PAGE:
On Monday night, ABC Family did something that no commercial television outlet in the United States had ever done: it broadcast an entire episode of a show in sign language, with closed captioning turned on by default.
Advocates for the deaf and hard-of-hearing cheered the move, and they wondered: would viewers tune in specifically for the almost-silent episode of the series, “Switched at Birth,” one of ABC Family’s most popular? Or would viewers turn it off, potentially perturbed by the lack of audio? There was a normal musical score, and a scene at the beginning of the episode with audible dialogue, but the rest of the dialogue was in sign language.
Broadly speaking, neither outcome came true. The show’s overnight Nielsen ratings were down, but only slightly. Most fans of the show stayed with it — 1.6 million, according to the overnight ratings. The series this season has averaged 1.7 million viewers.
In the show’s target demographic, women 12 to 34, 748,000 viewers tuned in, down just a little bit from the season average of 777,000. About a quarter of those viewers usually record the show and watch it later, so the final ratings won’t come in for a while.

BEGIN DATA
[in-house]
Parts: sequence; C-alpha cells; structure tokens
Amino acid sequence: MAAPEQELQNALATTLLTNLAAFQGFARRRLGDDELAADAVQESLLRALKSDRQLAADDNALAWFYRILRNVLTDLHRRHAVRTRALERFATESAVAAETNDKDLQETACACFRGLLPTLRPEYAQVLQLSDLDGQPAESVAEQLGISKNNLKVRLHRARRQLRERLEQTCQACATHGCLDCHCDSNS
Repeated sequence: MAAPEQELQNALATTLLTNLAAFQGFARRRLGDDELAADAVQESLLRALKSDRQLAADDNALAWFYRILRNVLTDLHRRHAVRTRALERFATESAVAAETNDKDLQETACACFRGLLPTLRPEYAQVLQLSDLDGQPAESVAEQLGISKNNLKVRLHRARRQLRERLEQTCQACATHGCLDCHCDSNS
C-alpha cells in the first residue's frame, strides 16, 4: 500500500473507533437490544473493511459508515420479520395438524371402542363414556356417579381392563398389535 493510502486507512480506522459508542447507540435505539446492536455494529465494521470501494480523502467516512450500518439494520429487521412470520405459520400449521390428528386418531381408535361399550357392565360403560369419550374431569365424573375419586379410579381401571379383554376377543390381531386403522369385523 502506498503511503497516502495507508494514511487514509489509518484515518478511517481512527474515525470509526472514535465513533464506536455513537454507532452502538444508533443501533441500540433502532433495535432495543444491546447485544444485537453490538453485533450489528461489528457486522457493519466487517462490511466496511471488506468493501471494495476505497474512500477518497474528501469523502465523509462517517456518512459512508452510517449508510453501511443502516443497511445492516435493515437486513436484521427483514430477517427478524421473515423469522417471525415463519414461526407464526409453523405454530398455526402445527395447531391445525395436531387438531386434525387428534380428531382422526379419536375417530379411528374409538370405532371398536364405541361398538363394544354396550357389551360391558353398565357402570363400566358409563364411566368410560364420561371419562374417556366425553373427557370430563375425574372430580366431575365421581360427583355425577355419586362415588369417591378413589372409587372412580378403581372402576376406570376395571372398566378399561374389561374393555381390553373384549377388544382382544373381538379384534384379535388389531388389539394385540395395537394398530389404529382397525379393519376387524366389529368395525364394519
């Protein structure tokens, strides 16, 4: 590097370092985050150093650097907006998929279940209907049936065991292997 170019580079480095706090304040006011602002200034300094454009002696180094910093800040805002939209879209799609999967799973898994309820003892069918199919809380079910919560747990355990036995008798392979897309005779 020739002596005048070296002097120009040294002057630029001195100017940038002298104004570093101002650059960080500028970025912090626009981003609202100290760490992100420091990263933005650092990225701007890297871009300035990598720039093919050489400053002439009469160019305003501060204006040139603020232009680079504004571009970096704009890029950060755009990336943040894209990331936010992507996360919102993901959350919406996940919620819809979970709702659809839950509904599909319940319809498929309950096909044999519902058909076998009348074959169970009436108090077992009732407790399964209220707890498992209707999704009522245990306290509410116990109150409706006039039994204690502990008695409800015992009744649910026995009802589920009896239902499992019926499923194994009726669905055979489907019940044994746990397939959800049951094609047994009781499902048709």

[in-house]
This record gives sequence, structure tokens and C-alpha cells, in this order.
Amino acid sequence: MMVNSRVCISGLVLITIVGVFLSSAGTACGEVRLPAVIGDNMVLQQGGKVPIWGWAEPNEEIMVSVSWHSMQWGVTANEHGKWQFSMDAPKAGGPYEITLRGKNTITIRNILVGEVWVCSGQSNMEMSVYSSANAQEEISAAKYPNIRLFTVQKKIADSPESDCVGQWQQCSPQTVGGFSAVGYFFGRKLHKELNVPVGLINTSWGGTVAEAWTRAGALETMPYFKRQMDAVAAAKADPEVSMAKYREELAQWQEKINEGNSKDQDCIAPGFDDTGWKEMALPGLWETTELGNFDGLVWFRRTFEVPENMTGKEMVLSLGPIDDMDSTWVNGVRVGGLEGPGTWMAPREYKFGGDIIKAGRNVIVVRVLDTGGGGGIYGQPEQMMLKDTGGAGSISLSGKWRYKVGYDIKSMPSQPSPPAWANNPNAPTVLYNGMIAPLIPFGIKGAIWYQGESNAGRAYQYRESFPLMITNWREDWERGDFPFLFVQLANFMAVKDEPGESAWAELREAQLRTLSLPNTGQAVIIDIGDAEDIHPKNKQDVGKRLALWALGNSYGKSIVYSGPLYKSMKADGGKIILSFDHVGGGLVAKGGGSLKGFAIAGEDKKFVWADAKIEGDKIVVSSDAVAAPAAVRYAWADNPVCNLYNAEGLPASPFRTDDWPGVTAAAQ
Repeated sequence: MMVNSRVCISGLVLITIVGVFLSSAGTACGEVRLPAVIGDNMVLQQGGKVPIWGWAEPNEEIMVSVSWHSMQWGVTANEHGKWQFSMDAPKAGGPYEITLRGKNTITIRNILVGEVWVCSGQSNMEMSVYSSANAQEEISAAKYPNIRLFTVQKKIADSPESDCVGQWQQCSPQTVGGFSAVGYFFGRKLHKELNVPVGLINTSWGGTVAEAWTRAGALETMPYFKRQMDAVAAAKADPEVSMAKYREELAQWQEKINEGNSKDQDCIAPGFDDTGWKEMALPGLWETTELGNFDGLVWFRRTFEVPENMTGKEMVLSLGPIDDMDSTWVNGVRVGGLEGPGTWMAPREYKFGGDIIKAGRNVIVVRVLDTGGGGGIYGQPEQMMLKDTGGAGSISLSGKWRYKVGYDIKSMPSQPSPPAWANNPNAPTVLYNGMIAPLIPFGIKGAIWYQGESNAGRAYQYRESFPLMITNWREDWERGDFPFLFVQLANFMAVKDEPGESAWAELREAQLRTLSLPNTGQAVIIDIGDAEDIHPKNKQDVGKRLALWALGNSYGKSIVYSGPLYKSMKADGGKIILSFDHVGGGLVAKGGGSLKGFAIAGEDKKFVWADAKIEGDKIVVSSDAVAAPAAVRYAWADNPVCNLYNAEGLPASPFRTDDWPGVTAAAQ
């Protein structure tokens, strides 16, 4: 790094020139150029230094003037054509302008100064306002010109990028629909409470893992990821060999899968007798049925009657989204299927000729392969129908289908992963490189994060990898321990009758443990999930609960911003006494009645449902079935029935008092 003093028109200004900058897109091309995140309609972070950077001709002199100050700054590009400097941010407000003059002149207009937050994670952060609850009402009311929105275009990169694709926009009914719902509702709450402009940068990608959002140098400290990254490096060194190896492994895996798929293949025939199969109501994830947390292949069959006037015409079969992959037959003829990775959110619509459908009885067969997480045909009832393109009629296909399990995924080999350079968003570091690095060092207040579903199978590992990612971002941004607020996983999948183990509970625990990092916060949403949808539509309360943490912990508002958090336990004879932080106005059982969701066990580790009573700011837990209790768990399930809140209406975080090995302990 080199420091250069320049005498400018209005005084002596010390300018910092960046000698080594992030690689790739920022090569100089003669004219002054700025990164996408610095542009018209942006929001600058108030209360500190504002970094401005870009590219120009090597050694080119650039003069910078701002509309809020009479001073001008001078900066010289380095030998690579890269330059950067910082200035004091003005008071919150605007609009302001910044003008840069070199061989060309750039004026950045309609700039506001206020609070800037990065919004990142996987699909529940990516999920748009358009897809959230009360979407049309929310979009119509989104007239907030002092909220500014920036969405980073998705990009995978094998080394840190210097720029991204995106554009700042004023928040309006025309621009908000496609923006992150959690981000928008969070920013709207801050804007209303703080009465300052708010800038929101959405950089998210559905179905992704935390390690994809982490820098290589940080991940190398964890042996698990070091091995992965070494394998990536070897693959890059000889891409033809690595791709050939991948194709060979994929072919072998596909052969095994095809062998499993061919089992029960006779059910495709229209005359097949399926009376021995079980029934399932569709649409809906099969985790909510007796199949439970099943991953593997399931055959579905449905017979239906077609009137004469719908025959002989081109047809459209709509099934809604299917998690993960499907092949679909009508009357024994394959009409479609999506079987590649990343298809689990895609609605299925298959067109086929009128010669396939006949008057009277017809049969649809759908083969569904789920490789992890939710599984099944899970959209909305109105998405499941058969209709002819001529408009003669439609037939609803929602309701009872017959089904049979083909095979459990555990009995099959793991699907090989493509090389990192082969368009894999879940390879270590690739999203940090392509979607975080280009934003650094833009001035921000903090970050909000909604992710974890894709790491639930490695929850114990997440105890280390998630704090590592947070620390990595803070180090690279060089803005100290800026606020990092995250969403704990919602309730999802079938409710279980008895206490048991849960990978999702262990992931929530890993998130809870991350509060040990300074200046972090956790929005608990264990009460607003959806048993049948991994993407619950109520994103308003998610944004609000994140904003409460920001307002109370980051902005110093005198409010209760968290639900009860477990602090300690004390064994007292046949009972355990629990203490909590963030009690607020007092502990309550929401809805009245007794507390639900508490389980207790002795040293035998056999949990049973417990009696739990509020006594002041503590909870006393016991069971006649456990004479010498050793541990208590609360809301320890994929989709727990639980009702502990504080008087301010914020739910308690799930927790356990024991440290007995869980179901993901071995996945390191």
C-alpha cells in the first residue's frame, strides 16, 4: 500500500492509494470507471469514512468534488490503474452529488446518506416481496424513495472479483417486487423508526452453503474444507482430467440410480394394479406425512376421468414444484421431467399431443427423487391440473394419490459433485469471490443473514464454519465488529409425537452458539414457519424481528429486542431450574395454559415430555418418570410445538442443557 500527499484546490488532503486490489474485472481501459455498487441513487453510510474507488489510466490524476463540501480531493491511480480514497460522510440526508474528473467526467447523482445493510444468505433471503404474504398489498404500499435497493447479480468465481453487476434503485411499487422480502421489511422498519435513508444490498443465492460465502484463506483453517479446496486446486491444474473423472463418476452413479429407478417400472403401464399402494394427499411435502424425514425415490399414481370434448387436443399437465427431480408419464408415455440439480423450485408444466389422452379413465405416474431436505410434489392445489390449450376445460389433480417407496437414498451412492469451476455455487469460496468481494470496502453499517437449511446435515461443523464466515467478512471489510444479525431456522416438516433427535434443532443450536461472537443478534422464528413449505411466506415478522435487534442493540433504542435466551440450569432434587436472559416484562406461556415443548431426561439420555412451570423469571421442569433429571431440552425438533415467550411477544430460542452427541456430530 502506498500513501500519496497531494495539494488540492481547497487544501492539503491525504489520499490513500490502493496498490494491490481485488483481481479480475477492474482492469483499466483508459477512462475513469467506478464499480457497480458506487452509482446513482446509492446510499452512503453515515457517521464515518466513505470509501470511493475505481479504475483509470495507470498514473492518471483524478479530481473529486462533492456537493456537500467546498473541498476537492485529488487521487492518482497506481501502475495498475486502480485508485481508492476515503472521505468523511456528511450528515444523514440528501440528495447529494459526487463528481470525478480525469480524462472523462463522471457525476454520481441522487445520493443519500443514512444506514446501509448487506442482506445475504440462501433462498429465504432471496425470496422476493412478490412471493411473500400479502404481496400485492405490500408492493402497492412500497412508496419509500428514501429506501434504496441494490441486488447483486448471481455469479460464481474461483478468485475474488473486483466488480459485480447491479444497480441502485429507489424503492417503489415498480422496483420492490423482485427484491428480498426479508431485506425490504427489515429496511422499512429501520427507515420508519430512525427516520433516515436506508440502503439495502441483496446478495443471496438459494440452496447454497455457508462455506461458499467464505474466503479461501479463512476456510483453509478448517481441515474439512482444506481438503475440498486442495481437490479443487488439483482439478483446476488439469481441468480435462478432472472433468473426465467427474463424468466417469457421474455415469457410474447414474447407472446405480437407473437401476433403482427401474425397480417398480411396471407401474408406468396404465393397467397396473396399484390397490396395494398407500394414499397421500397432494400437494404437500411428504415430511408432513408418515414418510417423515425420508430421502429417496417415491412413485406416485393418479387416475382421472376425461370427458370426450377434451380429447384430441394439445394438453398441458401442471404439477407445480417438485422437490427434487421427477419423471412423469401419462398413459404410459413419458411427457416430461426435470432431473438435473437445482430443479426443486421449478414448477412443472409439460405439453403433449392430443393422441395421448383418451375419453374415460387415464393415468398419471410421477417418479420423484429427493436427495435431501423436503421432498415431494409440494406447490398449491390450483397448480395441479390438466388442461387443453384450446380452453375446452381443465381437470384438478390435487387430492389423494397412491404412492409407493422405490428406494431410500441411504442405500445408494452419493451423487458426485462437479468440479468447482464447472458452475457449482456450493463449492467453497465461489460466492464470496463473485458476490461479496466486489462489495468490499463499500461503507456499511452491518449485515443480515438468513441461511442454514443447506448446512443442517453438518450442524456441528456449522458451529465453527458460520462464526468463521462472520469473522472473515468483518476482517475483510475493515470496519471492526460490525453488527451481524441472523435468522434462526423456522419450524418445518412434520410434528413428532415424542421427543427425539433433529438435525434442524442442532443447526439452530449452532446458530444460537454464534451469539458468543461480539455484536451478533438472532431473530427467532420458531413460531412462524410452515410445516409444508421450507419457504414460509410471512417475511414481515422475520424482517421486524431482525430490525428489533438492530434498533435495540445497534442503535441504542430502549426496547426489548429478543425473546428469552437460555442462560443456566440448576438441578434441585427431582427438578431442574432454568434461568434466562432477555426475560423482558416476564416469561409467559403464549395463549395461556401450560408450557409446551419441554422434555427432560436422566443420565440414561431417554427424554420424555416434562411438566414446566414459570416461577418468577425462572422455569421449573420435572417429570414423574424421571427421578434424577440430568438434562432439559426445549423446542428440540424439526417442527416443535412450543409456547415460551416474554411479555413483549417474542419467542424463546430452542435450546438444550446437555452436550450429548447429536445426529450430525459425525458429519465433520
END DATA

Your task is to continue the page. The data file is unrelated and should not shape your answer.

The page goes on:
“Switched at Birth” features several deaf or hard-of-hearing characters, so every episode incorporates sign language in some way. But Monday’s episode went further.
“The concept of the episode is ‘this is what life is like for a deaf person,’” Lizzy Weiss, the creator, said in an interview.
While the episode was being televised on Monday night, Ms. Weiss quipped on Twitter, “Are commercials always this loud or are our ears readjusted after watching” the all-sign language episode?
Wednesday, March 6, 2013
The New York Times:
Posted by BA Haller at 8:14 PM